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What’s Driving South Florida’s Industrial Boom?


Colliers Executive Vice President Steve Wasserman, one of the leaders of the South Florida Industrial Services team, talked to Commercial Property Executive about the trends that shaped the industrial real estate market in 2017, as well as about what to ...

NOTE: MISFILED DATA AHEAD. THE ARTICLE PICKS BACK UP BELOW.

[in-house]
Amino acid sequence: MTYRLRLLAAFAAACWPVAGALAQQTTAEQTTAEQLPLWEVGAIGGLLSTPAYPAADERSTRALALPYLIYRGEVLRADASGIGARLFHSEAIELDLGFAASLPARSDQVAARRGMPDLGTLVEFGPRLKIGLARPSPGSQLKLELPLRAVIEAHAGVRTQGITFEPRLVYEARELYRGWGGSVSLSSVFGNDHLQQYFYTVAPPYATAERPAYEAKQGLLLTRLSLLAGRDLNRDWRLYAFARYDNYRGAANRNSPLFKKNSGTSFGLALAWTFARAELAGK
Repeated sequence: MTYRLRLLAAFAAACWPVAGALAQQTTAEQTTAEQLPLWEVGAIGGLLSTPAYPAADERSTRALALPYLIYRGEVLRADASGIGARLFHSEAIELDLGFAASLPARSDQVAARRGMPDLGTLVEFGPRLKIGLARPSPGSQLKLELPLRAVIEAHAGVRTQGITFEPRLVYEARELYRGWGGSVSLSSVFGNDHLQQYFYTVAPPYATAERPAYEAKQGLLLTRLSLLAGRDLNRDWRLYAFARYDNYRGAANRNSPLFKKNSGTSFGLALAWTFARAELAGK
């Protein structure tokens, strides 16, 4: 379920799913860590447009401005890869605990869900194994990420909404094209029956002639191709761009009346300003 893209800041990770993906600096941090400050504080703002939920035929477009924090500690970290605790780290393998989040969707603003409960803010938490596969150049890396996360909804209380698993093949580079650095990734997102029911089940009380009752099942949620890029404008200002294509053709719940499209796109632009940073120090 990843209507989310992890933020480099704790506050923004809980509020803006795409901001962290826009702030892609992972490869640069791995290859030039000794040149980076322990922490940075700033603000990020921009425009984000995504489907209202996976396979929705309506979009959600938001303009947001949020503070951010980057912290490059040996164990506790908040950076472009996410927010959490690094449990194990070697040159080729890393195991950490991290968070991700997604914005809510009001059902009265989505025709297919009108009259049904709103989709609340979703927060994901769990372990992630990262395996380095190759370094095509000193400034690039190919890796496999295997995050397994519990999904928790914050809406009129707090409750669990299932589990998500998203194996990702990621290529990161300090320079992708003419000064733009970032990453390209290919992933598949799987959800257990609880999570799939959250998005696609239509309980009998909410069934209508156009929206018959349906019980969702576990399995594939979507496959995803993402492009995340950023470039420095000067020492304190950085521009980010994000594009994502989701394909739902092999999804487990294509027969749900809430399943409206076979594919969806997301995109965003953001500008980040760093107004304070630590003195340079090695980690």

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Steven Wasserman, Executive Vice President, Colliers International South Florida’s industrial market has experienced a booming 2017, with occupancy levels and rental prices returning to pre-recession rates as warehouse and distribution space is in high demandWith an influx of capital from pension funds, speculative industrial development is on the rise in Miami-Dade, Broward and Palm Beach counties. Colliers Executive Vice President Steve Wasserman, one of the leaders of the South Florida Industrial Services team, talked to Commercial Property Executive about the trends that shaped the industrial real estate market in 2017, as well as about what to expect going forward. South Florida’s industrial market had a booming 2017Do you expect this trend to continue in 2018? Wasserman: South Florida’s industrial market continues to strengthen across Miami-Dade, Broward and Palm Beach counties, and vacancy rates continue to plummet hovering around 3 to 4 percent in each of the three countiesI expect this trend to continue into 2018International trade from South and Latin America continues to grow and to become more sophisticatedWe are also seeing consolidation in the industry with brick-and-mortar companies buying online retailers such as PetSmart buying Chewy.comThose acquisitions will create more demand for distribution space in 2018 and beyond. What are the reasons behind the fact that speculative industrial development has outpaced built-to-suit construction? Wasserman: Industrial markets throughout Florida are experiencing a return to pre-recession occupancy levels and rental rates, with almost 3 million square feet under construction in Miami-Dade CountySpeculative industrial development is on the rise in South Florida, in part because there is an influx of capital funding these projectsFollowing the recession, construction loans were mostly available for built-to-suit developmentsBut that is no longer the case. The unlimited supply of capital from pension funds and private equity to buy large parcels of industrial land is adding a new generation of industrial space that meets today’s market needsAt the same time, we are seeing smaller companies, such as local produce companies, adapting older buildings to suit their needs. Nearly 2 million square feet of industrial product is currently under construction across Miami-Dade CountyHow does this impact the county’s industrial market? Wasserman: As long as there is positive absorption in the industrial market, we will not see the market become overbuiltIf the demand for products in Latin America continues at its current rate, we will be at equilibrium once the new supply is delivered. What are landlords of older-generation industrial product doing to stay competitive? Wasserman: We are seeing landlords renovating their industrial properties by re-roofing, redoing their parking lots, painting buildings and discounting rents. How are the so-called “port wars” along the eastern seaboard affecting the South Florida industrial market? Wasserman: Since PortMiami completed its expansion and dredging project, it now has the capacity to accommodate Super-Post-Panamax ships and some of the largest cargo ships traveling from the EastThe Maersk Shanghai is the largest container ship to dock at a Florida Port and marked a milestone for PortMiami. Investments are underway at other ports to compete for the big ships, including Port Everglades in Fort LauderdaleThe increased flow of goods through post-Panamax ships will help drive demand for additional industrial real estateFor example, Miami’s geographical proximity to Latin America will fuel increased demand for industrial spaceHowever, the bigger players will most likely look at Charleston and Savannah ports because they offer development land at lower prices and are geographically positioned closer to the Northeast and Midwest. How has demand diversified over the years—with pharmaceutical, aerospace, retail, manufacturing distributors taking over? Wasserman: We are seeing an increase in pharma and aerospace firms, which need to be close to high-end skilled laborThe same holds true for retail manufacturingHowever, there’s been an increase in third-party logistics companies that offer distribution and fulfillment services to retailers such as Williams Sonoma, Dillard’s and TJ MaxxThey are all using these types of companies to deliver their products. How is e-commerce impacting the supply and demand dynamics? Wasserman: We are only in the first or second inning, so it’s too early to tellHowever, I expect e-commerce will keep demand going strong heading into 2018 as companies are strategically reconstructing their supply chains to accommodate consumer demands for faster deliveryThese shifts in consumer purchasing behavior and the rise of e-commerce have strengthened the industrial markets across the nation as proximity becomes a priority for businessesIndustrial rates continue to climb as online retailers seek out warehouse space to meet increasing demands for faster delivery. Image courtesy of Colliers International Colliers International Panama Canal Related Posts FtLauderdale Development Grows Tenant Roster 11 December 2017 20:53 Dania Beach Business Center Reaches Full Occupancy 11 December 2017 18:32 Pompano Beach Development Site Commands $12M 05 December 2017 12:34 Duke Adds Tenant to Miami Industrial Logistics Center 30 November 2017 15:32 Terreno Pays $8M for Miami Distribution Facility 03 November 2017 08:21 Regions Northeast West South Midwest Mid-Atlantic International National Change City " class="chosen chosen-select linked-chosen" tabindex="2"> Cities.. 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